Kenny’s review published on Letterboxd:
Shame is one of those films that you don't really want to watch with other people. Mainly because of the subject matter, which in this case is sex addiction. And just for a warning for those who get easily offended by explicit sexual acts, this film does contain ass-licking, Yes, you read that right: ass-licking.
Now that we have that out of the way, Shame follows Brandon, a polished good-looking young man living New York. He has a great job and his life seems great on the outside, but he's actually a sex addict. And for a good portion of the beginning of this film, we get a look at how he tries to satisfy himself in the weirdest ways. Then one day, his singer sister, Sissy, comes along and things get worse for Brandon even more.
Michael Fassbender delivers an electric performance in this film like I've never seen him before on screen. It was very refreshing it see how Steve McQueen decided to instead of present us a character of a usual addict we all picture in our minds (dirty guy living in an alleyway), he gave us a character that seems that he has everything all together and living his life with no problems.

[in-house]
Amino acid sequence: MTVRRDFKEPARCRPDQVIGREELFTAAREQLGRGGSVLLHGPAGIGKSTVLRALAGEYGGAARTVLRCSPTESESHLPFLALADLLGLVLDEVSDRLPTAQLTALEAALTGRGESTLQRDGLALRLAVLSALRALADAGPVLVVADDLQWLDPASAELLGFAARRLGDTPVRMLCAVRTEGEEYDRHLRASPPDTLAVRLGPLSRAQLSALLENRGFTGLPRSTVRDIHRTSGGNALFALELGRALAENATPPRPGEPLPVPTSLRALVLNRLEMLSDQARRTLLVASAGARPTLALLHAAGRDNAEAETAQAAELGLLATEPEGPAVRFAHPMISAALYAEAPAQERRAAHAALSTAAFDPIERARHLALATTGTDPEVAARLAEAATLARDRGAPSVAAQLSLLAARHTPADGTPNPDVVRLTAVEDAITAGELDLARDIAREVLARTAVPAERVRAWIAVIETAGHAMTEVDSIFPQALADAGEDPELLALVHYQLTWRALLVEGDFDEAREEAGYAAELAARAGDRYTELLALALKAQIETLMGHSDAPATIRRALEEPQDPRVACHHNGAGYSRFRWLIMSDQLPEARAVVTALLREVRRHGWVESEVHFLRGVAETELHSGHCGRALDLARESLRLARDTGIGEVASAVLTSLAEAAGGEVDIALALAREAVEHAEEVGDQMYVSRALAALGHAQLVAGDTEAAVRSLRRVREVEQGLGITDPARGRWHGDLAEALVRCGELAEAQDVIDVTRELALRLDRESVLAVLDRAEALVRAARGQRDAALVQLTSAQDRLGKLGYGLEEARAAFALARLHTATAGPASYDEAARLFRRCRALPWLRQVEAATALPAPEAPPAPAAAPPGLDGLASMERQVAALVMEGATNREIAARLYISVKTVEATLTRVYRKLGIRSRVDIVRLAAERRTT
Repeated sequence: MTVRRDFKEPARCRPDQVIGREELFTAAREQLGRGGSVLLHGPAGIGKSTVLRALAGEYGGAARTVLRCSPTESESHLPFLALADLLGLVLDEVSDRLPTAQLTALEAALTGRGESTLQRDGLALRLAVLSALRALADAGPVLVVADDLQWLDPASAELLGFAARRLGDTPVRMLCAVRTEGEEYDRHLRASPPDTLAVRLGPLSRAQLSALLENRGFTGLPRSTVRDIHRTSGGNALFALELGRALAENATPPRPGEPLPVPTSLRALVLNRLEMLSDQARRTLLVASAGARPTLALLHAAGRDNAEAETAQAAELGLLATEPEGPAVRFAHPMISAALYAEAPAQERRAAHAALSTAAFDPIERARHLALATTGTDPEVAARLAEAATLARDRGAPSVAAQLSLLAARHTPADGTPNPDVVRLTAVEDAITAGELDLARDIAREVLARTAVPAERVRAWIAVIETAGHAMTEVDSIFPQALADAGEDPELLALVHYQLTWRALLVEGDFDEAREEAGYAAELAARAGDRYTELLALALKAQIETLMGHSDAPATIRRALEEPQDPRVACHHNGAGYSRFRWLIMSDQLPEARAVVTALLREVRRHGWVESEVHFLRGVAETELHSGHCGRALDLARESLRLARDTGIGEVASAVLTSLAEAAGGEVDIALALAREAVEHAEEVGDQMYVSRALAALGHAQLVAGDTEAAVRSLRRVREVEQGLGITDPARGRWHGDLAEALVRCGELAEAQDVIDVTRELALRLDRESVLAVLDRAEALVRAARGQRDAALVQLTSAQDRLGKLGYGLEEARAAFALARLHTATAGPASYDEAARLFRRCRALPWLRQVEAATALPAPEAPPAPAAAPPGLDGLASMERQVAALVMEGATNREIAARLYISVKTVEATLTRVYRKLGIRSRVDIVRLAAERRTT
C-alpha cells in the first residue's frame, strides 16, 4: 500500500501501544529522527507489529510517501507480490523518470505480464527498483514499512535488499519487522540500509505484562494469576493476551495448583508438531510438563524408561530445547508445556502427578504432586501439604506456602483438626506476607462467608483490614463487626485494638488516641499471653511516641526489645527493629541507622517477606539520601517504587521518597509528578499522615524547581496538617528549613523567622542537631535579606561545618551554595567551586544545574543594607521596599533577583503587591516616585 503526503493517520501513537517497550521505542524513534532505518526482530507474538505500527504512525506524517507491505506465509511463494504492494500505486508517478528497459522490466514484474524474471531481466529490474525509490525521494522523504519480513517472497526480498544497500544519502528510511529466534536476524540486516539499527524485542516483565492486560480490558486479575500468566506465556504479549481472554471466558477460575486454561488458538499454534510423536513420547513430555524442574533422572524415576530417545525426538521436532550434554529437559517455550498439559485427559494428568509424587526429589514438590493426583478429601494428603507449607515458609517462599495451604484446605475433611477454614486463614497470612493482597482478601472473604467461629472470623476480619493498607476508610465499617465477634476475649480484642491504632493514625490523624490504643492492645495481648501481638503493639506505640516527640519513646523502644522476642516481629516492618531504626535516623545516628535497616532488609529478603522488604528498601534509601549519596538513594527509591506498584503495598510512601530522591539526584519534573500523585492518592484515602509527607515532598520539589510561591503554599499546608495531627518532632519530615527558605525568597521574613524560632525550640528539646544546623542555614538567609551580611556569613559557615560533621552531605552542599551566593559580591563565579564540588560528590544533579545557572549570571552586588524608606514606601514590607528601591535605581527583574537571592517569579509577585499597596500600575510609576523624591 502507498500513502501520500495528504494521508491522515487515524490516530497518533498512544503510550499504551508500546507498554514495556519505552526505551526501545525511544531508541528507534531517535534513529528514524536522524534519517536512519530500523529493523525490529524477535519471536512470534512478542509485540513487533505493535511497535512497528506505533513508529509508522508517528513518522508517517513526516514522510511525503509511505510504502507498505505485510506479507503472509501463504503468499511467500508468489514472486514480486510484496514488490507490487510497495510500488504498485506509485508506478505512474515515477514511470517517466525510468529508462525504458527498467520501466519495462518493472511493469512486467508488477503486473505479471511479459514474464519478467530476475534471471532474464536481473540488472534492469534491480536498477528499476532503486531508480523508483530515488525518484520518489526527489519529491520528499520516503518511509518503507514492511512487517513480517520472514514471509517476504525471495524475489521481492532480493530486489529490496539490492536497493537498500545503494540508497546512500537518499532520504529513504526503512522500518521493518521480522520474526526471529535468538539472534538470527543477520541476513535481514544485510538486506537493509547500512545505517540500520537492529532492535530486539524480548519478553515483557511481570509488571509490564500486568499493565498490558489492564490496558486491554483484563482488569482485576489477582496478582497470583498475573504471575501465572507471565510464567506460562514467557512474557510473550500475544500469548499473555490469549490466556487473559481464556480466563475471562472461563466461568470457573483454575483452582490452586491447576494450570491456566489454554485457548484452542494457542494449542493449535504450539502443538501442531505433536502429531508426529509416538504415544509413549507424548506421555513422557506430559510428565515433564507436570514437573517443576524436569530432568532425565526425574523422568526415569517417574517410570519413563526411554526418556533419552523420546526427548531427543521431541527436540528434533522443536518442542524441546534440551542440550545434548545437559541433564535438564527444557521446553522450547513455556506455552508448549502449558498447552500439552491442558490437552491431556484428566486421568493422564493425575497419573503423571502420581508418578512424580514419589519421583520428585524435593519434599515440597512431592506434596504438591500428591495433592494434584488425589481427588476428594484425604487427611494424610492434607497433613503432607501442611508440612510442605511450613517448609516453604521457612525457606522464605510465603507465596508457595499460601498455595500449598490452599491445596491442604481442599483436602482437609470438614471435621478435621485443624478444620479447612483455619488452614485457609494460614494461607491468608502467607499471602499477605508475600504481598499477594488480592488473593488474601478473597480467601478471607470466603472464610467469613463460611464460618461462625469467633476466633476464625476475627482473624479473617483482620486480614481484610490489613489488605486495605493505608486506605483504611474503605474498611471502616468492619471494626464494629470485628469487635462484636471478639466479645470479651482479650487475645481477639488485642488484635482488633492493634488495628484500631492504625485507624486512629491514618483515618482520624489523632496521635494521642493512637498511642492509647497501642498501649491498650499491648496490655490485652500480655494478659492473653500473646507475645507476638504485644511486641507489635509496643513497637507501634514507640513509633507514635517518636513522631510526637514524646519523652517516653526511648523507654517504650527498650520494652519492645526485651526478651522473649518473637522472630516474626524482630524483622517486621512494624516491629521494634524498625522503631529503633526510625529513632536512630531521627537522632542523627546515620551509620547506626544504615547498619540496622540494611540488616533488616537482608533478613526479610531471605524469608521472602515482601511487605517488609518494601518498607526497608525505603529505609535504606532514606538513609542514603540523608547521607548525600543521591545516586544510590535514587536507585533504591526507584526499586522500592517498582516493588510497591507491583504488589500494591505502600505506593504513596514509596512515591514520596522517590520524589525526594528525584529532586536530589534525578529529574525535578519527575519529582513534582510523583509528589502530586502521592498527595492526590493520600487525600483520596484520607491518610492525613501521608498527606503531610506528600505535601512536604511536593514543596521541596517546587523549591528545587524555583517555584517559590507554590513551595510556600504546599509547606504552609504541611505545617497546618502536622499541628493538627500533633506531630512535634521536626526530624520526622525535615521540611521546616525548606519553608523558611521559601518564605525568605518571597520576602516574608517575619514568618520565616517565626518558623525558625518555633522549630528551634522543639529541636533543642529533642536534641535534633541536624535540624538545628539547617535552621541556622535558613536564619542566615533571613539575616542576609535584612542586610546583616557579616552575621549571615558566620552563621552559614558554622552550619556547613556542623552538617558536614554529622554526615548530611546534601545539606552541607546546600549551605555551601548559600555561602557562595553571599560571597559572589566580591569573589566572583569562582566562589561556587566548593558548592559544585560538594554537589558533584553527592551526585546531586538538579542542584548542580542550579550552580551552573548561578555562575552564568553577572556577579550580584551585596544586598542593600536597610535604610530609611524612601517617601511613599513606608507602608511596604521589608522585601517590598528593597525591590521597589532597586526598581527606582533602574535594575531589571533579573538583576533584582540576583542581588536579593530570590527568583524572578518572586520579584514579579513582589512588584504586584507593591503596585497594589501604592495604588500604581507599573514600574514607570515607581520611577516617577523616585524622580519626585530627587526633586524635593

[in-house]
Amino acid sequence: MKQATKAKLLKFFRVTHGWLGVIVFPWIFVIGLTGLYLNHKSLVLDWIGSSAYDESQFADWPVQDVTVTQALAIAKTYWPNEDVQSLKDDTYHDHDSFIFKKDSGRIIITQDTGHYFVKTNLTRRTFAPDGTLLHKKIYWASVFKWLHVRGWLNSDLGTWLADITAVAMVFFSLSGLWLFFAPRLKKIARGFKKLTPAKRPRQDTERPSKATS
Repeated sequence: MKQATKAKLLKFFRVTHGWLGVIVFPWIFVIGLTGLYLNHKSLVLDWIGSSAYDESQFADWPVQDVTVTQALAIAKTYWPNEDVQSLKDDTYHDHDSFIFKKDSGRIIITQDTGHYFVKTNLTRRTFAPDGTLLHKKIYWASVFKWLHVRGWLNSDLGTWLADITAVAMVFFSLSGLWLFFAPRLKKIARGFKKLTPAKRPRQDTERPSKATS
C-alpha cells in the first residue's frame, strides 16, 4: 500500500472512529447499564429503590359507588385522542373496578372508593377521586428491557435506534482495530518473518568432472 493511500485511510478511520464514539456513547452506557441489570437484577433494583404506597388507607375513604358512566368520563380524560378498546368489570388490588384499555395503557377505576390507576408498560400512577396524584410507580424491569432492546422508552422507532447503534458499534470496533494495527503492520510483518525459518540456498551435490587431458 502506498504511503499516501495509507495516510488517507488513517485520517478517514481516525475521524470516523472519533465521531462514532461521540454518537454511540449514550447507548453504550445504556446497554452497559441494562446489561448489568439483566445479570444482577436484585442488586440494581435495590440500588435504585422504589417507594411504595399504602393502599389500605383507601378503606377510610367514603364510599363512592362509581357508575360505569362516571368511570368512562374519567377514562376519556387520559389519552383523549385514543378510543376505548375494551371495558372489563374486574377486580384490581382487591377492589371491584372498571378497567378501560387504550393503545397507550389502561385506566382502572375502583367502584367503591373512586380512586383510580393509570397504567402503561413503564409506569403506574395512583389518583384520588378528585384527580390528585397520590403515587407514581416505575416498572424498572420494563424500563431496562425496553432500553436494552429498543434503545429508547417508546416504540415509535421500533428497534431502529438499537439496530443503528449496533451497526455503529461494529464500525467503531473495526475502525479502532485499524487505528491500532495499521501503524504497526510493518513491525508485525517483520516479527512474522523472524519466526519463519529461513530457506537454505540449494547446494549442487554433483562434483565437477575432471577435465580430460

I love how McQueen showed off New York City in both lights. The glamorous, rich part of New York and the dark, grimy part of New York. Usually films portray the Big Apple in one way and not both, so I have to applaud McQueen on that. I also really liked the long tracking shot of Brandon jogging through the city, but it took out of the film for a bit and some other scenes in the film could definitely have been cut down just a tad.
Another factor of Shame that I enjoyed was James Badge Dale as Brandon's boss, David. While also loving him in Iron Man 3 earlier this month, Dale just brings this certain type of charisma to this role that I just eat up every single time he is on screen. Carey Mulligan as Brandon's sister, Sissy, was pretty good, but just completely slaughtered the song "New York, New York". It was just really cringe-inducing, but overall, didn't take away from the quality of the film.
Shame is a hard to watch film at times, which makes it even better. With an intriguing plot and lead plus the great cinematography and outstanding direction by the promising Steve McQueen, Shame is an amazing film.